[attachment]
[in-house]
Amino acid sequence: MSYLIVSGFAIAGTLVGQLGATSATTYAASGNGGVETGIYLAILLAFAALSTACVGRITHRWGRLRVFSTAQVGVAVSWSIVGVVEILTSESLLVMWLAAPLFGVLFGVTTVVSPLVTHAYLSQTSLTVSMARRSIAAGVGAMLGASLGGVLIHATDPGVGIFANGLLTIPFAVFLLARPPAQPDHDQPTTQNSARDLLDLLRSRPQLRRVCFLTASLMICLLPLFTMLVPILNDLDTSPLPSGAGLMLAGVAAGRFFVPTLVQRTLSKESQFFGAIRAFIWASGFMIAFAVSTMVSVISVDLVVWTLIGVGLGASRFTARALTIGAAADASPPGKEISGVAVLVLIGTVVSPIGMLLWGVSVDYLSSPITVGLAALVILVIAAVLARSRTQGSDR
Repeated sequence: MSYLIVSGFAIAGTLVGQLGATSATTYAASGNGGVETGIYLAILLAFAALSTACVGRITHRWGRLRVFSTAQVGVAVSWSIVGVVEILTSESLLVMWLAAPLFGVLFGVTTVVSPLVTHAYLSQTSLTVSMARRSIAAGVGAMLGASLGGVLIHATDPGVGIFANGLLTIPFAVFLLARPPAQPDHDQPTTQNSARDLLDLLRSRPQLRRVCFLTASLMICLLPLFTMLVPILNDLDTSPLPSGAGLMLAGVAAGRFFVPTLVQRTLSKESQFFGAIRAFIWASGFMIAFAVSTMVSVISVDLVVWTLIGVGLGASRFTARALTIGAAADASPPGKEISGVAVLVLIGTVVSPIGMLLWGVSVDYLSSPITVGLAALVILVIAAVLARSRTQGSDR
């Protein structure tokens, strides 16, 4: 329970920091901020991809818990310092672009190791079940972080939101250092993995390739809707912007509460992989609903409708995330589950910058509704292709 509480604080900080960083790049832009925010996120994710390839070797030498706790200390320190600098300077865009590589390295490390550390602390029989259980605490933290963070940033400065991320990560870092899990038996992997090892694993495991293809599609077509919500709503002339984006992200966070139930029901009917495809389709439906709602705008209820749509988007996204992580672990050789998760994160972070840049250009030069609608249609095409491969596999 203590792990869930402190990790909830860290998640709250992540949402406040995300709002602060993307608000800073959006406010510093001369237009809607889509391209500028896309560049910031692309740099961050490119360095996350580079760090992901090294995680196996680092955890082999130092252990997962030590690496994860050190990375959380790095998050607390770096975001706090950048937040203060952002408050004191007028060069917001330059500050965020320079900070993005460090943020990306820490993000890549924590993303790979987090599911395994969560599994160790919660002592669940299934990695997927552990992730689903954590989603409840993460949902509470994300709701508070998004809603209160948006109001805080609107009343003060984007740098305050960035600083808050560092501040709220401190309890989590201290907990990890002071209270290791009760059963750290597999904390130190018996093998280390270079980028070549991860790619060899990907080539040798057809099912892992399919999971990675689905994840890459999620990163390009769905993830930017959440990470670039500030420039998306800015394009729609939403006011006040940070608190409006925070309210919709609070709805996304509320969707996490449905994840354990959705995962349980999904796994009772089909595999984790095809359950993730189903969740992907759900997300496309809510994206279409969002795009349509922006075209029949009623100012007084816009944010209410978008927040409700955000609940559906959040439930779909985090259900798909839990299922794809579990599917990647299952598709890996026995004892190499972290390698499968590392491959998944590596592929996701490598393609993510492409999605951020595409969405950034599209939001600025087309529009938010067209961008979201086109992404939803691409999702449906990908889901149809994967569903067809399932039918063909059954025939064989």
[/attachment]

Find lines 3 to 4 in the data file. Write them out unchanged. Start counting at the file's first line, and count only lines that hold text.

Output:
Repeated sequence: MSYLIVSGFAIAGTLVGQLGATSATTYAASGNGGVETGIYLAILLAFAALSTACVGRITHRWGRLRVFSTAQVGVAVSWSIVGVVEILTSESLLVMWLAAPLFGVLFGVTTVVSPLVTHAYLSQTSLTVSMARRSIAAGVGAMLGASLGGVLIHATDPGVGIFANGLLTIPFAVFLLARPPAQPDHDQPTTQNSARDLLDLLRSRPQLRRVCFLTASLMICLLPLFTMLVPILNDLDTSPLPSGAGLMLAGVAAGRFFVPTLVQRTLSKESQFFGAIRAFIWASGFMIAFAVSTMVSVISVDLVVWTLIGVGLGASRFTARALTIGAAADASPPGKEISGVAVLVLIGTVVSPIGMLLWGVSVDYLSSPITVGLAALVILVIAAVLARSRTQGSDR
């Protein structure tokens, strides 16, 4: 329970920091901020991809818990310092672009190791079940972080939101250092993995390739809707912007509460992989609903409708995330589950910058509704292709 509480604080900080960083790049832009925010996120994710390839070797030498706790200390320190600098300077865009590589390295490390550390602390029989259980605490933290963070940033400065991320990560870092899990038996992997090892694993495991293809599609077509919500709503002339984006992200966070139930029901009917495809389709439906709602705008209820749509988007996204992580672990050789998760994160972070840049250009030069609608249609095409491969596999 203590792990869930402190990790909830860290998640709250992540949402406040995300709002602060993307608000800073959006406010510093001369237009809607889509391209500028896309560049910031692309740099961050490119360095996350580079760090992901090294995680196996680092955890082999130092252990997962030590690496994860050190990375959380790095998050607390770096975001706090950048937040203060952002408050004191007028060069917001330059500050965020320079900070993005460090943020990306820490993000890549924590993303790979987090599911395994969560599994160790919660002592669940299934990695997927552990992730689903954590989603409840993460949902509470994300709701508070998004809603209160948006109001805080609107009343003060984007740098305050960035600083808050560092501040709220401190309890989590201290907990990890002071209270290791009760059963750290597999904390130190018996093998280390270079980028070549991860790619060899990907080539040798057809099912892992399919999971990675689905994840890459999620990163390009769905993830930017959440990470670039500030420039998306800015394009729609939403006011006040940070608190409006925070309210919709609070709805996304509320969707996490449905994840354990959705995962349980999904796994009772089909595999984790095809359950993730189903969740992907759900997300496309809510994206279409969002795009349509922006075209029949009623100012007084816009944010209410978008927040409700955000609940559906959040439930779909985090259900798909839990299922794809579990599917990647299952598709890996026995004892190499972290390698499968590392491959998944590596592929996701490598393609993510492409999605951020595409969405950034599209939001600025087309529009938010067209961008979201086109992404939803691409999702449906990908889901149809994967569903067809399932039918063909059954025939064989």